“On Chesil Beach” would be an uncomfortable sit even if director Dominic Cooke’s film version of the Ian McEwan novella had figured out an effective tone and style for these clammy little scenes from a repressed, thwarted marriage. What worked on the page, more or less, struggles on screen, however, even though (and maybe because) McEwan adapted his own 2007 story.
It’s set mostly in 1962, just as Britain’s postwar era was about to give way to the Beatles and the new freedoms. We’re along and near the Dorset beach where newlyweds Florence, played by the ubiquitous Saoirse Ronan, and Edward, played by Billy Howle, are beginning their lives together. The actors aren’t really the issue here, though it’s a clear sign of the difficulties involved that “On Chesil Beach” contains Ronan’s first notably effortful performance on screen.
To be fair, McEwan’s couple is under tremendous pressure. The book’s opening sentence establishes the stakes: “They were young, educated, and both virgins on this, their wedding night, and they lived in a time when a conversation about sexual difficulties was plainly impossible.” Florence, a classical violinist in training, comes from money; she meets middle-class historian Edward at Oxford at an anti-nuke leafleting demonstration, and their hearts take it from there.
But where is “there”? Like the novella, the film version begins and continually returns to the fraught particulars of the couple’s post-nuptial hotel room dinner; Edward’s fumbling attempts to get on with it; Florence’s increasing panic; and a grimly awkward non-consummation of the union. The conversations between the two, before, during and after this, trigger a series of flashbacks to their earlier days.
“On Chesil Beach” is built upon the fact of how quickly and definitively two people who love each other can run aground in a failure to communicate, to open up, to work through their demons. (McEwan is quite clear about the source of Florence’s sexual anxiety.) The movie never settles on a mood or a rhythm for the flashback/present tense seesawing. This is director Cooke’s first feature; his stage training serves him well in the individual exchanges, and there’s fine work from Emily Watson (as Florence’s stern mother), Samuel West (as her bullying father), Anne-Marie Duff (Edward’s mother, who suffers a freak accident and loses touch with reality) and Adrian Scarborough (Edward’s kind, diffident father, just muddling through). Yet to take one example: The way Cooke films the freak-accident flashback, it’s played periliously and unintentionally close to a sight gag.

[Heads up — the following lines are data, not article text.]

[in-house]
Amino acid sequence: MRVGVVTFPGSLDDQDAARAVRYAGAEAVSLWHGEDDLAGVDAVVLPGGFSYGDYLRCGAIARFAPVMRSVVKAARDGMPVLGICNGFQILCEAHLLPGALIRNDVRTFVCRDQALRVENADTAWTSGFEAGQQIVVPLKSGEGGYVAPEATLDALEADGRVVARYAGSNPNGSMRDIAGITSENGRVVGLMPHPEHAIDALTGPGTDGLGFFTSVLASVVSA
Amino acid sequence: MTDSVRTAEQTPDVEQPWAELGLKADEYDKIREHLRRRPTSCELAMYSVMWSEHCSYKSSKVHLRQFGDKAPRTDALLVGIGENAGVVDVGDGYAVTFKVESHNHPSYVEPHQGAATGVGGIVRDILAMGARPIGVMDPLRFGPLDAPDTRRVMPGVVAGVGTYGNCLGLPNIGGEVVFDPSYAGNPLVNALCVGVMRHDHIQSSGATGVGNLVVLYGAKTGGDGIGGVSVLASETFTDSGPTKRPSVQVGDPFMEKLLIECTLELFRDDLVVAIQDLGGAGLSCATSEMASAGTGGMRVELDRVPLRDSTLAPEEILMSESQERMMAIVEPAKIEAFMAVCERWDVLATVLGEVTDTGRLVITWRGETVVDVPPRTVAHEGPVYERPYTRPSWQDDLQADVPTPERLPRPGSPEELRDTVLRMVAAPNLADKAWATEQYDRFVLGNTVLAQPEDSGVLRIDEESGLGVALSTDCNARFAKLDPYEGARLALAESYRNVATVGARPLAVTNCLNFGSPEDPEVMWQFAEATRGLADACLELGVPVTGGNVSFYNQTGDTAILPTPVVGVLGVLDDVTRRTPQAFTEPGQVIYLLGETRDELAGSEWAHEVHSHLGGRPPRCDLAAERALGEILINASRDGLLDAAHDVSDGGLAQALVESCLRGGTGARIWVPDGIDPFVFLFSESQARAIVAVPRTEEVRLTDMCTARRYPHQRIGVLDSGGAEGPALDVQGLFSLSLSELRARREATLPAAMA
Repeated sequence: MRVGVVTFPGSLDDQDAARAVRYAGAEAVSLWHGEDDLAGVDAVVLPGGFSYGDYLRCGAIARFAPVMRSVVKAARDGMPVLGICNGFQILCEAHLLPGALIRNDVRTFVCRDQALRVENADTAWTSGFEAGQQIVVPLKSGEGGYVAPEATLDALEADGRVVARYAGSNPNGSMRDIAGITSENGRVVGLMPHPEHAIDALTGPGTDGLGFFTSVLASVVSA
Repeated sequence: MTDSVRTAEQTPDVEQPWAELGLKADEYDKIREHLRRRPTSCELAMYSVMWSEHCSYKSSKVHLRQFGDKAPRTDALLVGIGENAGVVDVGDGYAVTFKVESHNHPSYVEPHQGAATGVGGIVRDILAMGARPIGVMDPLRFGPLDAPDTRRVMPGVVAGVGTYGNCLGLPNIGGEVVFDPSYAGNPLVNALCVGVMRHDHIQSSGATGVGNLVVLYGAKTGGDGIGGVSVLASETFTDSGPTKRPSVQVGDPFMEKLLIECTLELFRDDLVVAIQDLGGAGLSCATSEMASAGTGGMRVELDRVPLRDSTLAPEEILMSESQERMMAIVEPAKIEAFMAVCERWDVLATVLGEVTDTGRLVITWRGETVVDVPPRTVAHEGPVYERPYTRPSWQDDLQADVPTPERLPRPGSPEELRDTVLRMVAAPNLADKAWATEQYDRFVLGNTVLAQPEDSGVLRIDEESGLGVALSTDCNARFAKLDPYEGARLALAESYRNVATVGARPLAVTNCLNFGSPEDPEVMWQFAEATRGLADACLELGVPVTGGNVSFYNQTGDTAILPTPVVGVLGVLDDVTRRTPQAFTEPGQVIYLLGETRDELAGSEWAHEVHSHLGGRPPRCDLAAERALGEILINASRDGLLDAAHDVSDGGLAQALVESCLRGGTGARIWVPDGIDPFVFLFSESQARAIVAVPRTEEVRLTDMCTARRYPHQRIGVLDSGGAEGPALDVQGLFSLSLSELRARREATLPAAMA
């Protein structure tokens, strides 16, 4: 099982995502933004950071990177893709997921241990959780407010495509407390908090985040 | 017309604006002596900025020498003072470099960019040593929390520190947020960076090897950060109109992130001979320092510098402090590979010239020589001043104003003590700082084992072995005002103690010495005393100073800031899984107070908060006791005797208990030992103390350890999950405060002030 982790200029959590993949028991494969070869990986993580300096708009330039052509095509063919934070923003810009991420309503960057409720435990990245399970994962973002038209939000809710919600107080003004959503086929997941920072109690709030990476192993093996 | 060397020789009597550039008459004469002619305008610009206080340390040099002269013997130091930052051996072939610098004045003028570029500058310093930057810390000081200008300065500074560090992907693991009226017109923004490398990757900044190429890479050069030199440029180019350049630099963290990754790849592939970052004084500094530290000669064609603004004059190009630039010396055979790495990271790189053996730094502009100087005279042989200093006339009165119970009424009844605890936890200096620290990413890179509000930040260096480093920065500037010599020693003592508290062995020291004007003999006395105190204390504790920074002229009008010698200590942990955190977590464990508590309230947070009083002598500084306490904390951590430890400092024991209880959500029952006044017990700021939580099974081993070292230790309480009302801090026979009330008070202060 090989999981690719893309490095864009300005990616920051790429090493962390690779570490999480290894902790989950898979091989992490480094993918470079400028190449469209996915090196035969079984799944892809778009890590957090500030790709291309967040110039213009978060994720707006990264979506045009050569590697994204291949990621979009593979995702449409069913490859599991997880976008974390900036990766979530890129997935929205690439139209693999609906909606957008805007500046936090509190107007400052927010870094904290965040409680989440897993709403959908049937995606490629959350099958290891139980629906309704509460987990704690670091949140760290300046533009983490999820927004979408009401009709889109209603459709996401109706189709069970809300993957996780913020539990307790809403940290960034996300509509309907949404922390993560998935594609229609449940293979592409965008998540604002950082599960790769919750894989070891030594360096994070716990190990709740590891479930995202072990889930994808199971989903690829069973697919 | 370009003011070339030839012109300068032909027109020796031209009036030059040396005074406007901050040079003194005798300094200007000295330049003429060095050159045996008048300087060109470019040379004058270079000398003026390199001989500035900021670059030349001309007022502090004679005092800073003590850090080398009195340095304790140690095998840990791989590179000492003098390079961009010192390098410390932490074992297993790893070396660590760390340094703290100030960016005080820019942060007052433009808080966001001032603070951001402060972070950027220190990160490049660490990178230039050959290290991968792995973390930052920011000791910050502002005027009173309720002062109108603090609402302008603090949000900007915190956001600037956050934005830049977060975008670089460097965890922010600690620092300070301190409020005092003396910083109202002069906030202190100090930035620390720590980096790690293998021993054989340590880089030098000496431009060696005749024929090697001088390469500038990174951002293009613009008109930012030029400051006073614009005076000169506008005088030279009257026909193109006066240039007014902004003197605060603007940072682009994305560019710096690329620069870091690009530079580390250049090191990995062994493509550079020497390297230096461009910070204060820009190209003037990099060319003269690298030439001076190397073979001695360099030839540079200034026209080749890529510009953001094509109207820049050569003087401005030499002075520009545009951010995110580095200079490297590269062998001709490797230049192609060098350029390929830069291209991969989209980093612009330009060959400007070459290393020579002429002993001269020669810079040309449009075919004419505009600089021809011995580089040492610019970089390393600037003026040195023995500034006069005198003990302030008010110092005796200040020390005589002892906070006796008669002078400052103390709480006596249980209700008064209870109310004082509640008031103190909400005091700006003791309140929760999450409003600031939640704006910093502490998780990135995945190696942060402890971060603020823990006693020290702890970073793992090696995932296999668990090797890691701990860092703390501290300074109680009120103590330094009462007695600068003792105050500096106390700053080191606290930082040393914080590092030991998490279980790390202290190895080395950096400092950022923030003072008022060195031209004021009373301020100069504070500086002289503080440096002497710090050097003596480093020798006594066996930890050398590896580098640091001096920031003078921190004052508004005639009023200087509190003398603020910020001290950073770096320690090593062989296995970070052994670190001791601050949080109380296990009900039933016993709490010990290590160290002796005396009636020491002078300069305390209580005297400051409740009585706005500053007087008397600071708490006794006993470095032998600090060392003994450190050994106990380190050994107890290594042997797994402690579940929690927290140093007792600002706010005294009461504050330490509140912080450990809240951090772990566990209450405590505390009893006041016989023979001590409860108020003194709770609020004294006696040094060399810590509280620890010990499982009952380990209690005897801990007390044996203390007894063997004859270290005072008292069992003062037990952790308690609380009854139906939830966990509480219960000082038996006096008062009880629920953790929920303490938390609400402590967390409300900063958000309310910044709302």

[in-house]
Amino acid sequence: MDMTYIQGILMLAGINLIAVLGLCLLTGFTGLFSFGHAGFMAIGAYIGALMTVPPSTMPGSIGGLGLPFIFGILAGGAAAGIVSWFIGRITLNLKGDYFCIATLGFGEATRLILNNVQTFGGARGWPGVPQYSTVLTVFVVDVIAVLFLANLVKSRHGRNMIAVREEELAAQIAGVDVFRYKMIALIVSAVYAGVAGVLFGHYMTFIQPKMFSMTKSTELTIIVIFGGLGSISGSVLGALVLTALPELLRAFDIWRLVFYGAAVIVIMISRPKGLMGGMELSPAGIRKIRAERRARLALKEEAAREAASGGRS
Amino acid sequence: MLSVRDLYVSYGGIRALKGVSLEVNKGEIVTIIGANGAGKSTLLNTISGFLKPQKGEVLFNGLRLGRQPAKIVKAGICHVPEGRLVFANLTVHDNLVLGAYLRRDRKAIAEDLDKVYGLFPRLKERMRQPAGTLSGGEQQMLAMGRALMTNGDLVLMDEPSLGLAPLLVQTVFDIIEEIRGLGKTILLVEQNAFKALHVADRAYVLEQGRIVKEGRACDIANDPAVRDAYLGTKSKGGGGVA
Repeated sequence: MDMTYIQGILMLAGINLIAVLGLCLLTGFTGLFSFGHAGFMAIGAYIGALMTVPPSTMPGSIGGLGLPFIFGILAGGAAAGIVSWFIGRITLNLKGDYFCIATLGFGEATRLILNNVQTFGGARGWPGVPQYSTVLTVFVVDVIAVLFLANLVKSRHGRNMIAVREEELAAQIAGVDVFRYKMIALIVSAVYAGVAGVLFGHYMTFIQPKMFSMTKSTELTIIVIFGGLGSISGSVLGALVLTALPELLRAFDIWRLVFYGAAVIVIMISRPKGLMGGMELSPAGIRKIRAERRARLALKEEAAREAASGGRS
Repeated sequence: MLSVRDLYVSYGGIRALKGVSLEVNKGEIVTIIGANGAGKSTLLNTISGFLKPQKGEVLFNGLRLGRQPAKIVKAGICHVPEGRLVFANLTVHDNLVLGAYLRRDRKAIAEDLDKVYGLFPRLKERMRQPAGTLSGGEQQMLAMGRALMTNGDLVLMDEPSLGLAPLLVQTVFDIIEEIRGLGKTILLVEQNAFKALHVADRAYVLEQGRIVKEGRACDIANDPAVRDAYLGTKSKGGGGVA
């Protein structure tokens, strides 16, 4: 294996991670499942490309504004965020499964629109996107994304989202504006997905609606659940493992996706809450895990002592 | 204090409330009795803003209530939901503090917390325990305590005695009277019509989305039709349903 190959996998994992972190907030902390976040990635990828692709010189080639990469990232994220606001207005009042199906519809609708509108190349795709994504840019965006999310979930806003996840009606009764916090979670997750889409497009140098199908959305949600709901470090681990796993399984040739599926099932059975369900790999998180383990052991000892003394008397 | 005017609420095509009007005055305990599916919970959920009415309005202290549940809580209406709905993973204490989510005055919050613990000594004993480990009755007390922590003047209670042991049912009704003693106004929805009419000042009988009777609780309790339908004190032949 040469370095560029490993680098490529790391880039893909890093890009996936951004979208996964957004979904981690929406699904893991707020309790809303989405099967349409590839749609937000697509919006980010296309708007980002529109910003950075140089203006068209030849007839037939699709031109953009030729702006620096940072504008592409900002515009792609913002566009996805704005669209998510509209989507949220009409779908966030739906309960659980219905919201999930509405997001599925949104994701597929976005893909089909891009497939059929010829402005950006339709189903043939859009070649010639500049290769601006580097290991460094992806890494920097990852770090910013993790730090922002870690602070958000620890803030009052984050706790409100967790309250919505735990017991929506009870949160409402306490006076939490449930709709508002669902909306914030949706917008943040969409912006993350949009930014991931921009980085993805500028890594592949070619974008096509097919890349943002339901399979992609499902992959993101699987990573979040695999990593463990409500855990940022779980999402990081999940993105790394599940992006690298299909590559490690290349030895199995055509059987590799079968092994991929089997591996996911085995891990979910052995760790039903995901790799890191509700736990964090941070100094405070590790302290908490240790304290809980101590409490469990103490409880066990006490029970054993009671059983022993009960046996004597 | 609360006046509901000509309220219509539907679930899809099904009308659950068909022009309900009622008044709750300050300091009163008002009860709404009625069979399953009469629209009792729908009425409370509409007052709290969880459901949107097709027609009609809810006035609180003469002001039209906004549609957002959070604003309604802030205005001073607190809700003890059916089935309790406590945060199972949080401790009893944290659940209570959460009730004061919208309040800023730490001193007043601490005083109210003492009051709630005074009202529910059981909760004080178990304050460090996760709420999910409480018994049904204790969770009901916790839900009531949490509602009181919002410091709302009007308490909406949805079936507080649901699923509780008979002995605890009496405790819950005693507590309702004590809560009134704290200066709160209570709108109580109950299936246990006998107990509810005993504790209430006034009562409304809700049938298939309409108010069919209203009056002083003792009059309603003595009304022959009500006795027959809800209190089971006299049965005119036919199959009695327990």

Earlier, the intentional comedy of intense awkwardness McEwan deploys in the hotel dinner scenes feels overplayed, uncertain. And while Ronan and Howle give it their all, there’s an unvarying dramatic pitch to Ronan’s key later scenes. Too little of the confrontation and evasion feels and sounds like actual humans on a real beach in a real, and really, really repressive, time in recent history. And at one point, Florence is required to utter the words “and I said, in a tiny, shaking voice.” That’s the sound of a screenwriter who needed to have a little talk with the author.
The ending is very different from the novella, and I was surprised at its shameless, ruthless emotional effectiveness. After so much discreet internal suffering, a direct attack on the tear ducts took me by surprise. The rest of the film never sticks with a given wavelength for very long, before nervously trying something else.
Michael Phillips is a Tribune critic.
"On Chesil Beach" -- 2 stars
MPAA rating: R (for some sexual content and nudity)
Running time: 1:50